Published in Midwest Flyer – June/July 2017 Issue
WASHINGTON, D.C. – The General Aviation Manufacturers Association (GAMA) praises the U.S. Congress for passing the Fiscal Year 2017 Omnibus, providing key funding for general aviation manufacturers in safety, certification, and alternative fuels. The bill, which now heads to President Trump for his signature, will fund the U.S. government through September 30, 2017.
The bill provides $1.29 billion for aviation safety activities, including $1.5 million of that amount for six additional full-time equivalent positions to support the certification of new technologies. The measure also directs the Federal Aviation Administration (FAA) to work with industry to achieve the goal of improving the effectiveness and efficiency of product certification, including fuller utilization of organization designation authorization (ODA), something for which GAMA has strongly advocated.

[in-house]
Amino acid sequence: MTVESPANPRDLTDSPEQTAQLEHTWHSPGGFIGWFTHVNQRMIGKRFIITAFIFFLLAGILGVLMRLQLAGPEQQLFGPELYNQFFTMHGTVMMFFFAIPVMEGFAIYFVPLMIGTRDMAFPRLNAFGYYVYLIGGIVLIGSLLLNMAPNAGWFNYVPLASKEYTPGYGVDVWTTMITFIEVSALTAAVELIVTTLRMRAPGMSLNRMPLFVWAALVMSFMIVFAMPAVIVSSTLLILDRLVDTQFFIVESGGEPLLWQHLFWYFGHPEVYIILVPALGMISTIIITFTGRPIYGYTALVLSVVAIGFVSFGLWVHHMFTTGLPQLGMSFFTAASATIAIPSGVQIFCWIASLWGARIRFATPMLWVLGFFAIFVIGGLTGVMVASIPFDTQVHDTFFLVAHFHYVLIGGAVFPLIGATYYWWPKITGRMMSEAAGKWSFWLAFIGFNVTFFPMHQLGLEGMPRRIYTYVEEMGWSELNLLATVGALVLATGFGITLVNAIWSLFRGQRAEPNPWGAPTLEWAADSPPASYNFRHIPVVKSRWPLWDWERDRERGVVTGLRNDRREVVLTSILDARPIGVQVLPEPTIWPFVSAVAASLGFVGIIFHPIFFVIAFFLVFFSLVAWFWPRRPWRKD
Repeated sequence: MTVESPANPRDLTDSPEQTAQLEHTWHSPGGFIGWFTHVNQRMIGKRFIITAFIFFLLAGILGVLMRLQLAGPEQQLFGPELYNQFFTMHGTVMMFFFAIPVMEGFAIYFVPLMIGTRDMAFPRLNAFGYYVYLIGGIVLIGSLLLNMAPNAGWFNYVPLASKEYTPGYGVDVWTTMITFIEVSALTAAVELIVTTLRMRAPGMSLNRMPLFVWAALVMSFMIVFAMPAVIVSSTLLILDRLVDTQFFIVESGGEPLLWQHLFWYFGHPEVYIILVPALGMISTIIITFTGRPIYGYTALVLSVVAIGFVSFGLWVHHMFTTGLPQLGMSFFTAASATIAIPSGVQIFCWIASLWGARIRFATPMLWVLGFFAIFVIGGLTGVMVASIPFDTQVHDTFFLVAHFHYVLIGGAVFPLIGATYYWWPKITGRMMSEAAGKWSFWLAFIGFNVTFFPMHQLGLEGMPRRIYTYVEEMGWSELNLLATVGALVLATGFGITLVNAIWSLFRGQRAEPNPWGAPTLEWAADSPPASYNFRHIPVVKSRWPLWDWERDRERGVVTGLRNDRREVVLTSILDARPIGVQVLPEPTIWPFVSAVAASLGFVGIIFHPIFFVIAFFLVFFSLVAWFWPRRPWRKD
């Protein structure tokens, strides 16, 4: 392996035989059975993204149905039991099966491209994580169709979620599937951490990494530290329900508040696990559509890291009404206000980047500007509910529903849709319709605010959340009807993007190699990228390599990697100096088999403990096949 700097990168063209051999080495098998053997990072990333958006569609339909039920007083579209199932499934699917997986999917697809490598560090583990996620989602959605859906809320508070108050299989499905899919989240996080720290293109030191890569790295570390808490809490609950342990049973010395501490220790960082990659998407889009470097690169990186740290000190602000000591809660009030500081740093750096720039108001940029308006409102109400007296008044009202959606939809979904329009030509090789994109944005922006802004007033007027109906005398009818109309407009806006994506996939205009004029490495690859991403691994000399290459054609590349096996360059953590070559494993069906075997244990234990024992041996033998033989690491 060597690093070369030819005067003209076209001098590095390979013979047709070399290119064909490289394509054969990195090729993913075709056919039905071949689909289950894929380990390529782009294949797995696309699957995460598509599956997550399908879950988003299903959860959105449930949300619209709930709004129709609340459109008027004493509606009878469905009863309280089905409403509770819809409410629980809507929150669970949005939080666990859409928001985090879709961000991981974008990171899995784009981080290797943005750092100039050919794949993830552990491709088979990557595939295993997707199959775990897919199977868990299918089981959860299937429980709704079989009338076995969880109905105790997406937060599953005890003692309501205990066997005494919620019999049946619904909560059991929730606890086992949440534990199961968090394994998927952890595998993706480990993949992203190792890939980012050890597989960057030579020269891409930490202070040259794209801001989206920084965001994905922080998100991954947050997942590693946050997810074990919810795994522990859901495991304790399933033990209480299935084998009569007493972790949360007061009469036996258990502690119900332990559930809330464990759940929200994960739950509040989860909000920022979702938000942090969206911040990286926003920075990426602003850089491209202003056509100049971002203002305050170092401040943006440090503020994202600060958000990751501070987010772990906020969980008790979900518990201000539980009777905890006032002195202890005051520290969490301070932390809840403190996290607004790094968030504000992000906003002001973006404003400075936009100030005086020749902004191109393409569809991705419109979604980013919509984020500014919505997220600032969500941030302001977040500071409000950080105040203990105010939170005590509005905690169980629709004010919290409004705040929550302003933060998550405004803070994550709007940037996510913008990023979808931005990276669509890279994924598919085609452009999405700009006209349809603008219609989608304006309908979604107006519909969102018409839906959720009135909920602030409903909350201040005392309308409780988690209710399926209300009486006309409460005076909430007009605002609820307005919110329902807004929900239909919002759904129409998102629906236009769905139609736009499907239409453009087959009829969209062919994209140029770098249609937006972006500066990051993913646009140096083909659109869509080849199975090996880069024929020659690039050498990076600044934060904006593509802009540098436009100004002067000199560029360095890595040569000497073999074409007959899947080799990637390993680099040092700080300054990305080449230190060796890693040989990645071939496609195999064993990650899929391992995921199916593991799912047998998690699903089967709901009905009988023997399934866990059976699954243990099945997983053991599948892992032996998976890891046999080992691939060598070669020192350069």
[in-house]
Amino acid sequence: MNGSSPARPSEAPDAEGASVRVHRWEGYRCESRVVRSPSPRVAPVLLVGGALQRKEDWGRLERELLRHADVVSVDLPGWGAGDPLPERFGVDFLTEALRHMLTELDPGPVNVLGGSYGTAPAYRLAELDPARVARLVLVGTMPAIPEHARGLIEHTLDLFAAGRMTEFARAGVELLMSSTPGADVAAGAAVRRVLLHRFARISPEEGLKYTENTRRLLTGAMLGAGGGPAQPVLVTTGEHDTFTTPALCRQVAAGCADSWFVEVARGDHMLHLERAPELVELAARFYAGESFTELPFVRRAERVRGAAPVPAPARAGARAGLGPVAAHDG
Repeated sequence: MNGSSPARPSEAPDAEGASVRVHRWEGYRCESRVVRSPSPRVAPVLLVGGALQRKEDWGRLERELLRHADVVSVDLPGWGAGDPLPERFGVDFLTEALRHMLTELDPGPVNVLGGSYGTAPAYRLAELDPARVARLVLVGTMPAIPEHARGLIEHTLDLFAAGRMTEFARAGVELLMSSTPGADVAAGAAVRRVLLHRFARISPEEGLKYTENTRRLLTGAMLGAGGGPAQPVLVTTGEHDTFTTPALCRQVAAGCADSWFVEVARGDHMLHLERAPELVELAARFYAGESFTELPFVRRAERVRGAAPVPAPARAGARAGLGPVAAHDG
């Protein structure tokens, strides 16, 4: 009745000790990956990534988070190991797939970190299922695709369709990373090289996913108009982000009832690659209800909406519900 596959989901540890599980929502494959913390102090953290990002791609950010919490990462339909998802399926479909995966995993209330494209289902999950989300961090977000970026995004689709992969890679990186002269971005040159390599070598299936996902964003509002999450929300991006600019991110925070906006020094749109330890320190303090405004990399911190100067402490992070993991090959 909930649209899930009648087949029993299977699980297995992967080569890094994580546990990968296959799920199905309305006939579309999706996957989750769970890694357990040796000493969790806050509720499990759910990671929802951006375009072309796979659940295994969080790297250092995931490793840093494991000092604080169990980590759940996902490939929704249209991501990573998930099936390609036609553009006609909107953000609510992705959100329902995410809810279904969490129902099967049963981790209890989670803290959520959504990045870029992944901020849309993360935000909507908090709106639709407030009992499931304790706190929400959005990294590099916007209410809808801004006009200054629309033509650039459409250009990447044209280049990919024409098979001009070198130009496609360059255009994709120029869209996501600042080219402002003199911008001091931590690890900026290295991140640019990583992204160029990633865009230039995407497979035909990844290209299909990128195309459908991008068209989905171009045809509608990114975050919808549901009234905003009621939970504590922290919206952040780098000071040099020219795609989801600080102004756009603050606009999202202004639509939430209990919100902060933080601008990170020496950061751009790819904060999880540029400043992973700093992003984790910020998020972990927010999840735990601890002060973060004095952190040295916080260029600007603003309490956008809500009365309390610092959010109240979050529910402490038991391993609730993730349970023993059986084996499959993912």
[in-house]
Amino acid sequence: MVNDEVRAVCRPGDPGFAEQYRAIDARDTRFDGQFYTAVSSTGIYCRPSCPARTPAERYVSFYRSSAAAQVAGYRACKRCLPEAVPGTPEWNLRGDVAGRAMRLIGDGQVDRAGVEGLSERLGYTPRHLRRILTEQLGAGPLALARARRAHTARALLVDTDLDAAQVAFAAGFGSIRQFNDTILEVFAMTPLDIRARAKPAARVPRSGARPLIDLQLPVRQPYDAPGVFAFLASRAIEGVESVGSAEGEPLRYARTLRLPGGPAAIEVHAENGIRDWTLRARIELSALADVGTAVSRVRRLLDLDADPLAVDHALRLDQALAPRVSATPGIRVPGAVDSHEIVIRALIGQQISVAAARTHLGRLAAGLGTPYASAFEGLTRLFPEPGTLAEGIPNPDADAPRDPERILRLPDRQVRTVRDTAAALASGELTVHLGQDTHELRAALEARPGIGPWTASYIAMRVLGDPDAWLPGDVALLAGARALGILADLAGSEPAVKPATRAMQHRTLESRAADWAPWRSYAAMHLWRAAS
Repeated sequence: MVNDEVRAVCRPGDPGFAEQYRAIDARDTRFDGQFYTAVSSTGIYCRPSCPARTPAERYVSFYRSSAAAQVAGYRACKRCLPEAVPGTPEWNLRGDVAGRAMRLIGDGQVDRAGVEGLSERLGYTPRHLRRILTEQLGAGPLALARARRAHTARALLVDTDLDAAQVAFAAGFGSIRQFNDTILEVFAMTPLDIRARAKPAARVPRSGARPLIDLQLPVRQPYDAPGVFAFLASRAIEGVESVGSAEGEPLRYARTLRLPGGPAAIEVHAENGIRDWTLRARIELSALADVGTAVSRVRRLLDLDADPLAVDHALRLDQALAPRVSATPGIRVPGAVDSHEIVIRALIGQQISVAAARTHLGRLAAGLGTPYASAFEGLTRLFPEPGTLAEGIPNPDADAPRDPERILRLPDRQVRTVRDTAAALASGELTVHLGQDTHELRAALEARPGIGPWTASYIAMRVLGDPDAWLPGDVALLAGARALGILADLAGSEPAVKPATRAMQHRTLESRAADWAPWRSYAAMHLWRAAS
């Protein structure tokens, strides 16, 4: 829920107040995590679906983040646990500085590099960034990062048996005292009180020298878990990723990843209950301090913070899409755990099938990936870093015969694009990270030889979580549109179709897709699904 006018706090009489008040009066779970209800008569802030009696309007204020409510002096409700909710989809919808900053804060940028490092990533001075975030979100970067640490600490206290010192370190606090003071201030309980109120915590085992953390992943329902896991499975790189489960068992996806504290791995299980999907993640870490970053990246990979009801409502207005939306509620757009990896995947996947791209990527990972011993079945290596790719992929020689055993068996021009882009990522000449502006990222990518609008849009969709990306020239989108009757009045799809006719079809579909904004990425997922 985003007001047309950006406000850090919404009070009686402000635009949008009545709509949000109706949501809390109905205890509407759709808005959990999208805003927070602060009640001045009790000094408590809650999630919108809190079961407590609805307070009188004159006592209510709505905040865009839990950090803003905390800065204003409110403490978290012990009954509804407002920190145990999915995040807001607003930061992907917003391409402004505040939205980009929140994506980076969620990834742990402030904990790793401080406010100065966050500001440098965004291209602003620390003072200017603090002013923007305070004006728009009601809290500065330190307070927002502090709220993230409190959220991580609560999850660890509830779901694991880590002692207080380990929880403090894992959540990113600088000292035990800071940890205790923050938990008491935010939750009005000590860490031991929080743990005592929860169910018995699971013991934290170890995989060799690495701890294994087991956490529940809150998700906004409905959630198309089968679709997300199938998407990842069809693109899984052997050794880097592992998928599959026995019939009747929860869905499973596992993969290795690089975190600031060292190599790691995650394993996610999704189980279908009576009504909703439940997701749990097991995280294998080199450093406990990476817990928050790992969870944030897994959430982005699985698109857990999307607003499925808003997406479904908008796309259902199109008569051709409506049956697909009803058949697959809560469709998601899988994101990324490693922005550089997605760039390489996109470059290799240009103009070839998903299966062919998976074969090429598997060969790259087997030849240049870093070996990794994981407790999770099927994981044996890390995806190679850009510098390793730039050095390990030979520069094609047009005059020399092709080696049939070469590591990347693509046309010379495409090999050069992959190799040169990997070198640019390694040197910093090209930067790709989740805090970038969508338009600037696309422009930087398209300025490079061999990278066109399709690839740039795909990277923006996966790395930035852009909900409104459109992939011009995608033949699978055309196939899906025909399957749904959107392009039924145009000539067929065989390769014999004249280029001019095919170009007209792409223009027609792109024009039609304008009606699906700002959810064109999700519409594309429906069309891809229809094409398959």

Additionally, the measure emphasizes the importance for FAA to continue to “strengthen international aviation safety cooperation and improve the flow of aviation products globally through strategic engagement with the European Aviation Safety Agency (EASA), Transport Canada Civil Aviation (TCCA), and National Civil Aviation Agency of Brazil (ANAC).” These efforts should leverage the respective safety competencies of bilateral safety partners to streamline validations of products and reduce burdensome and duplicative work by regulatory specialists.
The bill also provides $7 million for NextGen – Alternative Fuels for General Aviation, $1.2 million more than the request. This funding will ensure that the necessary aircraft and engine testing is undertaken to support required FAA approvals and authorizations for the transition of the piston aircraft fleet to an unleaded aviation fuel.
The explanatory statement accompanying the bill includes by reference language that raises concerns about the removal of the U.S. Air Traffic Control system from the Federal Aviation Administration, citing removal as “fraught with risk, could lead to uncontrollable cost increases to consumers, and could ultimately harm users of and operators in the system, including the flying public, the aviation community, FAA’s workforce, and the small towns in rural America that rely on access to the national air space.”